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Economy, Currency and Banking

hawala, government loans, purchasing power, puls, unit of currency

The unit of currency in Afghanistan is the afghani, which is divided into 100 puls. From 1981 to 1996 the official rate of exchange was fixed at 50 afghanis equal U.S.$1; after 1996 it was fixed at 3,000 afghanis equal U.S.$1. The actual market rate of the afghani has fluctuated, however. High inflation rates (up to 57 percent) contributed to a drastic decrease in the purchasing power of the afghani from 1981 to 1994, a trend that continued during the Taliban regime. The afghani, so devalued by two decades of wartime inflation, now has little value outside of Afghanistan and Pakistan.

Afghanistan’s central bank was founded in 1938 and is the largest bank in Afghanistan. The central bank issues all notes, executes government loans, and lends money to cities and to other banks. All private banks in Afghanistan were nationalized in 1975, mostly because a lack of clear terms for borrowers and lenders had made it difficult for people to use the country’s credit resources. No stock market or other modern form of economic development exists in Afghanistan. Instead, traditional “money bazaars” exist to provide money-lending and foreign exchange dealings. This informal and largely undocumented money transfer system, called hawala, is common throughout the Middle East and South Asia, and is considered to be one of the means by which terrorism from this part of the world has been funded.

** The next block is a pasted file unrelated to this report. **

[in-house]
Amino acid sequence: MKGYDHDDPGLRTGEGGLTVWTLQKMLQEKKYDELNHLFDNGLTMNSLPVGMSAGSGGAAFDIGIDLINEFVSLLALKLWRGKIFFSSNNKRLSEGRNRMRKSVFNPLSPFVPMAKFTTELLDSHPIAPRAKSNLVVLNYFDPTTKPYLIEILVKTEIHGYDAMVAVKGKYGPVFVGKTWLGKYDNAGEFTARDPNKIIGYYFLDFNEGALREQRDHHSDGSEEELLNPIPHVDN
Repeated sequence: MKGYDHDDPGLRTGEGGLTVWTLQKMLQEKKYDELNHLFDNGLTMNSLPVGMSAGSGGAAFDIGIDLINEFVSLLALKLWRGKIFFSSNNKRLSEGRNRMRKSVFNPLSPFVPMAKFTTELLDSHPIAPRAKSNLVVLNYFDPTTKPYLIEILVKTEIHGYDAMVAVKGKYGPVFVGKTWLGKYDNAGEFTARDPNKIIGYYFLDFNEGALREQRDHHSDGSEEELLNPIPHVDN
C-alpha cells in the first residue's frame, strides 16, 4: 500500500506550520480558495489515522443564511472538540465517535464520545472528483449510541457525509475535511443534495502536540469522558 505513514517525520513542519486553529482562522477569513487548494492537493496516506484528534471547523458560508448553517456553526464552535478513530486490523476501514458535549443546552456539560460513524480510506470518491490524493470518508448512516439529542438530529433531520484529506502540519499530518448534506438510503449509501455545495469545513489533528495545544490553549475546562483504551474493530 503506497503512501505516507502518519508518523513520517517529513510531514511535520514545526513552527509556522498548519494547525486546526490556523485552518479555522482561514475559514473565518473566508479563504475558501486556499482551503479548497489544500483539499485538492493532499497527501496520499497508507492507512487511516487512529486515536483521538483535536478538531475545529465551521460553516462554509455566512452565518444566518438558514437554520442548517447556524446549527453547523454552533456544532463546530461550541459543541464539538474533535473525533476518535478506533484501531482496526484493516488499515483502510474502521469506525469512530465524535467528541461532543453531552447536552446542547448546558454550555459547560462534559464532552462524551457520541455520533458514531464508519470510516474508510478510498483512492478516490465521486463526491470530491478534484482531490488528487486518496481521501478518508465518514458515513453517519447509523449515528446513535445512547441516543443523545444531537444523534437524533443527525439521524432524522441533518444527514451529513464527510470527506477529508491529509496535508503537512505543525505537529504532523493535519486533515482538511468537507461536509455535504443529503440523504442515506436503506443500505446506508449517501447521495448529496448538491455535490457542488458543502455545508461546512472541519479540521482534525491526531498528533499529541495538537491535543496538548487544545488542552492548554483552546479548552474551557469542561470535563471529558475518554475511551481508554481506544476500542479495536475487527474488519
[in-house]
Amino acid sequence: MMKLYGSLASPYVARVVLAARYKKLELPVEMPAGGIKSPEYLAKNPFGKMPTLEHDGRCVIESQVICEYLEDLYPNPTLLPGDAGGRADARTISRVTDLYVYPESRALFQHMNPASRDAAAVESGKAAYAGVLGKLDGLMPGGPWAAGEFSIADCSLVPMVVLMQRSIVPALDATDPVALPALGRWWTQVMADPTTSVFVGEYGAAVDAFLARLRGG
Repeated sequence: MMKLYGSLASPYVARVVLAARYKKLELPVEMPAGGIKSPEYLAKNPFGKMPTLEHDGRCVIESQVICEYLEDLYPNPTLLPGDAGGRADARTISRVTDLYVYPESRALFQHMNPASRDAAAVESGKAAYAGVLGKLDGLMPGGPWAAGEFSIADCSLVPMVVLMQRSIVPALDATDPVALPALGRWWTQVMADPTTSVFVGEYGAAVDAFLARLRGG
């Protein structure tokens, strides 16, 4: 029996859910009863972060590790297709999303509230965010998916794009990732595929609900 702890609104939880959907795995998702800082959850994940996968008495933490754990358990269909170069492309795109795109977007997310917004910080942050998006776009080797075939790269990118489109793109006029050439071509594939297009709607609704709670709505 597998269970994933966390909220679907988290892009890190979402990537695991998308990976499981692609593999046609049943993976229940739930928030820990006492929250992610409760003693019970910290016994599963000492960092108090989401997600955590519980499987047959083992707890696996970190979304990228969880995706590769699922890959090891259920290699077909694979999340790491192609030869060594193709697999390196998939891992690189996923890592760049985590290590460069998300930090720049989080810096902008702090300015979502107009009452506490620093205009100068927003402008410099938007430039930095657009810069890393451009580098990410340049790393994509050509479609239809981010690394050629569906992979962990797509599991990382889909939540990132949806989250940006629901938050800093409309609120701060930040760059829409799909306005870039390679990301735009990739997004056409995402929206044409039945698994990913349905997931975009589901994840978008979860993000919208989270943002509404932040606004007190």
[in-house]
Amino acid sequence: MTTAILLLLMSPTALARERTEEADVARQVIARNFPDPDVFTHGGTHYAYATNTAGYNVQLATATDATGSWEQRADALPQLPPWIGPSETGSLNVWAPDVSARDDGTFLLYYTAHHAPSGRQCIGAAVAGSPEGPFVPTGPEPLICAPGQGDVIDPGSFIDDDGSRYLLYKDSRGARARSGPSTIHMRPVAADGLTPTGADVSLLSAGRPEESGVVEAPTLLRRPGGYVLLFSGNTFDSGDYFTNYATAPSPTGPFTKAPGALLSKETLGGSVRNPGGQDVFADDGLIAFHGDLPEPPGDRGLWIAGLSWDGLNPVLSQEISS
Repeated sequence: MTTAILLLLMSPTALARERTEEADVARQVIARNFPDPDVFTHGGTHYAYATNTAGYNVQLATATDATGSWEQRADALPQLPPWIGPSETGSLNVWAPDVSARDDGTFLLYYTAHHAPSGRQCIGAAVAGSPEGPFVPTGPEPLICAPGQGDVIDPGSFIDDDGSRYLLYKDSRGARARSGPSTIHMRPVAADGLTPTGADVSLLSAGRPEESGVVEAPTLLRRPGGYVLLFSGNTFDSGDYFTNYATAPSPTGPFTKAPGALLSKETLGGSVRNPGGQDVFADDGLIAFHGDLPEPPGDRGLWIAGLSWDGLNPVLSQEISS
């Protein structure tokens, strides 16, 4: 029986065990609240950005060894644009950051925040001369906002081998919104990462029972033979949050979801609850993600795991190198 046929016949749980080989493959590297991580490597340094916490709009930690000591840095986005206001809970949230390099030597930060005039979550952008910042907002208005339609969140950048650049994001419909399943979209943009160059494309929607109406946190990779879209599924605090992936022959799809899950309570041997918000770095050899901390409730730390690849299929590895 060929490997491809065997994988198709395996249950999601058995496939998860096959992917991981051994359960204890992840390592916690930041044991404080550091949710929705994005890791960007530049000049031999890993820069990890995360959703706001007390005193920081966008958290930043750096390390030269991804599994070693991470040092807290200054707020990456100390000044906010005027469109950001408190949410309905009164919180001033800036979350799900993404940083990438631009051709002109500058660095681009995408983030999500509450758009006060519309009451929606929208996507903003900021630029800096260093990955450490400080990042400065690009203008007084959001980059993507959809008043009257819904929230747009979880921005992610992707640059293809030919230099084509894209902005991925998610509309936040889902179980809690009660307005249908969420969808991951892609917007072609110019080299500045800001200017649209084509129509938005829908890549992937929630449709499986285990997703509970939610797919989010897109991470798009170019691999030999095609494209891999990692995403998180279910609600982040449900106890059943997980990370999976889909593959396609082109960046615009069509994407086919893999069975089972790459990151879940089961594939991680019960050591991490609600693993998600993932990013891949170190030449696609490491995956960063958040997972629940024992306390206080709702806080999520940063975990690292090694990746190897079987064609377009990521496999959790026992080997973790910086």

Article key phrases:

hawala, government loans, purchasing power, puls, unit of currency, largest bank, private banks, stock market, Afghanistan, borrowers, Pakistan, South Asia, terrorism, little value, trend, cities, percent, notes, Middle East, lenders, world, means, people


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